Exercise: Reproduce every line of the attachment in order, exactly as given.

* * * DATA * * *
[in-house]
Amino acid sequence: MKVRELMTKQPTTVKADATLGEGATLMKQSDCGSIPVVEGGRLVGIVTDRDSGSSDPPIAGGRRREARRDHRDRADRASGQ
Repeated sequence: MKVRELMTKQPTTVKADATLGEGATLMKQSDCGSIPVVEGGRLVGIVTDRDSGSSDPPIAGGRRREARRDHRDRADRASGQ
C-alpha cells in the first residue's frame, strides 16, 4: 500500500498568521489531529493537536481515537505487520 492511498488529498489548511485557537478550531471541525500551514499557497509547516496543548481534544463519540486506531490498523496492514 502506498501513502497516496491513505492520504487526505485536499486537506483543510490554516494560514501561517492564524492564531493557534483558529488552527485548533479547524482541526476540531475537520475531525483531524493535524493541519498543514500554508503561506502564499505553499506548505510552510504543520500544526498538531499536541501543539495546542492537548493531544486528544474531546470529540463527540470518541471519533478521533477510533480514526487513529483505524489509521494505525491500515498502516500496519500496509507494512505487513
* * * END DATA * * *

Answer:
[in-house]
Amino acid sequence: MKVRELMTKQPTTVKADATLGEGATLMKQSDCGSIPVVEGGRLVGIVTDRDSGSSDPPIAGGRRREARRDHRDRADRASGQ
Repeated sequence: MKVRELMTKQPTTVKADATLGEGATLMKQSDCGSIPVVEGGRLVGIVTDRDSGSSDPPIAGGRRREARRDHRDRADRASGQ
C-alpha cells in the first residue's frame, strides 16, 4: 500500500498568521489531529493537536481515537505487520 492511498488529498489548511485557537478550531471541525500551514499557497509547516496543548481534544463519540486506531490498523496492514 502506498501513502497516496491513505492520504487526505485536499486537506483543510490554516494560514501561517492564524492564531493557534483558529488552527485548533479547524482541526476540531475537520475531525483531524493535524493541519498543514500554508503561506502564499505553499506548505510552510504543520500544526498538531499536541501543539495546542492537548493531544486528544474531546470529540463527540470518541471519533478521533477510533480514526487513529483505524489509521494505525491500515498502516500496519500496509507494512505487513